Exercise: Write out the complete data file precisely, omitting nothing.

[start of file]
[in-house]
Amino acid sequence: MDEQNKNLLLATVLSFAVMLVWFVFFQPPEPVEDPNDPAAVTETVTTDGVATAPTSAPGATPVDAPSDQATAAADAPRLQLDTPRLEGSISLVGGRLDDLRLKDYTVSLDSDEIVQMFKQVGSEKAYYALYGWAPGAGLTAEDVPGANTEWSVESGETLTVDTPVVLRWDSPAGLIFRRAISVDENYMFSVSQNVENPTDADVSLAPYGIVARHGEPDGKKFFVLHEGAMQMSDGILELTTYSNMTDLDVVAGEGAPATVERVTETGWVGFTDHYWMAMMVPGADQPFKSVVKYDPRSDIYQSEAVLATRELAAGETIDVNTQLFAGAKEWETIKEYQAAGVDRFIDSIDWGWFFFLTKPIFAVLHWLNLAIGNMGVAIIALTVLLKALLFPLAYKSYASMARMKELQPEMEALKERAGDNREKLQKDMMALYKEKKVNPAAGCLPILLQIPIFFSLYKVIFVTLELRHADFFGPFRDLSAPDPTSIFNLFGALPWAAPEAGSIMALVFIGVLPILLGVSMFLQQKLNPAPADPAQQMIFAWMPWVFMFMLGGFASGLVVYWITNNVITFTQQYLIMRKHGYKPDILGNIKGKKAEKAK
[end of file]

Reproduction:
[in-house]
Amino acid sequence: MDEQNKNLLLATVLSFAVMLVWFVFFQPPEPVEDPNDPAAVTETVTTDGVATAPTSAPGATPVDAPSDQATAAADAPRLQLDTPRLEGSISLVGGRLDDLRLKDYTVSLDSDEIVQMFKQVGSEKAYYALYGWAPGAGLTAEDVPGANTEWSVESGETLTVDTPVVLRWDSPAGLIFRRAISVDENYMFSVSQNVENPTDADVSLAPYGIVARHGEPDGKKFFVLHEGAMQMSDGILELTTYSNMTDLDVVAGEGAPATVERVTETGWVGFTDHYWMAMMVPGADQPFKSVVKYDPRSDIYQSEAVLATRELAAGETIDVNTQLFAGAKEWETIKEYQAAGVDRFIDSIDWGWFFFLTKPIFAVLHWLNLAIGNMGVAIIALTVLLKALLFPLAYKSYASMARMKELQPEMEALKERAGDNREKLQKDMMALYKEKKVNPAAGCLPILLQIPIFFSLYKVIFVTLELRHADFFGPFRDLSAPDPTSIFNLFGALPWAAPEAGSIMALVFIGVLPILLGVSMFLQQKLNPAPADPAQQMIFAWMPWVFMFMLGGFASGLVVYWITNNVITFTQQYLIMRKHGYKPDILGNIKGKKAEKAK